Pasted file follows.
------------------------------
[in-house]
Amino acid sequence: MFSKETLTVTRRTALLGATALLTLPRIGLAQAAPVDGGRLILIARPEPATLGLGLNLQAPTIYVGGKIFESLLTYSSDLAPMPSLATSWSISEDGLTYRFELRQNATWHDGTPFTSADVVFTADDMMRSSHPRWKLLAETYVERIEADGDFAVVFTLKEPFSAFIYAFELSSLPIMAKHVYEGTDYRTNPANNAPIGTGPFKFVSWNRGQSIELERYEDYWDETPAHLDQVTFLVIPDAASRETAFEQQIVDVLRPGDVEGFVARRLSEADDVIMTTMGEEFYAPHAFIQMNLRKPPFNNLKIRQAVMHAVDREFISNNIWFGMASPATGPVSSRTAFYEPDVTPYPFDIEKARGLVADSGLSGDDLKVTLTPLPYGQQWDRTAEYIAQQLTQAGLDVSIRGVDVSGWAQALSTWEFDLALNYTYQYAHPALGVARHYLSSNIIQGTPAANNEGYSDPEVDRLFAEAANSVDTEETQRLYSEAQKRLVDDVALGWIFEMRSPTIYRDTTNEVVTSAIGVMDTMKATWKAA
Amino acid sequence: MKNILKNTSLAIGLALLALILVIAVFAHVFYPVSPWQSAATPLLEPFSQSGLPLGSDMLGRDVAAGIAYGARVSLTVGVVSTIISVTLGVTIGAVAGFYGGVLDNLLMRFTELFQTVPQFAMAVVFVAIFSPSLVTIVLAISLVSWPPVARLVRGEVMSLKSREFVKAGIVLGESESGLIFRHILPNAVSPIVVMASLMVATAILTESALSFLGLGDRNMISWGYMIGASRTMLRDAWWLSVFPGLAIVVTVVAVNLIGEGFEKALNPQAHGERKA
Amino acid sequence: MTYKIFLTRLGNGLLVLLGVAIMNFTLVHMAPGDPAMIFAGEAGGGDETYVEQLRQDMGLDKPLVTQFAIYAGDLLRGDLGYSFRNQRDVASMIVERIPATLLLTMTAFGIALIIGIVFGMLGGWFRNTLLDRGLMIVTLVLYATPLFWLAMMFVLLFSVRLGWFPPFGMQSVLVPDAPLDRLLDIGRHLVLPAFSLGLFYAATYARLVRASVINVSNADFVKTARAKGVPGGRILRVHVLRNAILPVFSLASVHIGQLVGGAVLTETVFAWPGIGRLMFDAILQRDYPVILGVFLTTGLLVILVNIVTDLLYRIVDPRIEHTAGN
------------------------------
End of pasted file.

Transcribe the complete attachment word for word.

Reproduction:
[in-house]
Amino acid sequence: MFSKETLTVTRRTALLGATALLTLPRIGLAQAAPVDGGRLILIARPEPATLGLGLNLQAPTIYVGGKIFESLLTYSSDLAPMPSLATSWSISEDGLTYRFELRQNATWHDGTPFTSADVVFTADDMMRSSHPRWKLLAETYVERIEADGDFAVVFTLKEPFSAFIYAFELSSLPIMAKHVYEGTDYRTNPANNAPIGTGPFKFVSWNRGQSIELERYEDYWDETPAHLDQVTFLVIPDAASRETAFEQQIVDVLRPGDVEGFVARRLSEADDVIMTTMGEEFYAPHAFIQMNLRKPPFNNLKIRQAVMHAVDREFISNNIWFGMASPATGPVSSRTAFYEPDVTPYPFDIEKARGLVADSGLSGDDLKVTLTPLPYGQQWDRTAEYIAQQLTQAGLDVSIRGVDVSGWAQALSTWEFDLALNYTYQYAHPALGVARHYLSSNIIQGTPAANNEGYSDPEVDRLFAEAANSVDTEETQRLYSEAQKRLVDDVALGWIFEMRSPTIYRDTTNEVVTSAIGVMDTMKATWKAA
Amino acid sequence: MKNILKNTSLAIGLALLALILVIAVFAHVFYPVSPWQSAATPLLEPFSQSGLPLGSDMLGRDVAAGIAYGARVSLTVGVVSTIISVTLGVTIGAVAGFYGGVLDNLLMRFTELFQTVPQFAMAVVFVAIFSPSLVTIVLAISLVSWPPVARLVRGEVMSLKSREFVKAGIVLGESESGLIFRHILPNAVSPIVVMASLMVATAILTESALSFLGLGDRNMISWGYMIGASRTMLRDAWWLSVFPGLAIVVTVVAVNLIGEGFEKALNPQAHGERKA
Amino acid sequence: MTYKIFLTRLGNGLLVLLGVAIMNFTLVHMAPGDPAMIFAGEAGGGDETYVEQLRQDMGLDKPLVTQFAIYAGDLLRGDLGYSFRNQRDVASMIVERIPATLLLTMTAFGIALIIGIVFGMLGGWFRNTLLDRGLMIVTLVLYATPLFWLAMMFVLLFSVRLGWFPPFGMQSVLVPDAPLDRLLDIGRHLVLPAFSLGLFYAATYARLVRASVINVSNADFVKTARAKGVPGGRILRVHVLRNAILPVFSLASVHIGQLVGGAVLTETVFAWPGIGRLMFDAILQRDYPVILGVFLTTGLLVILVNIVTDLLYRIVDPRIEHTAGN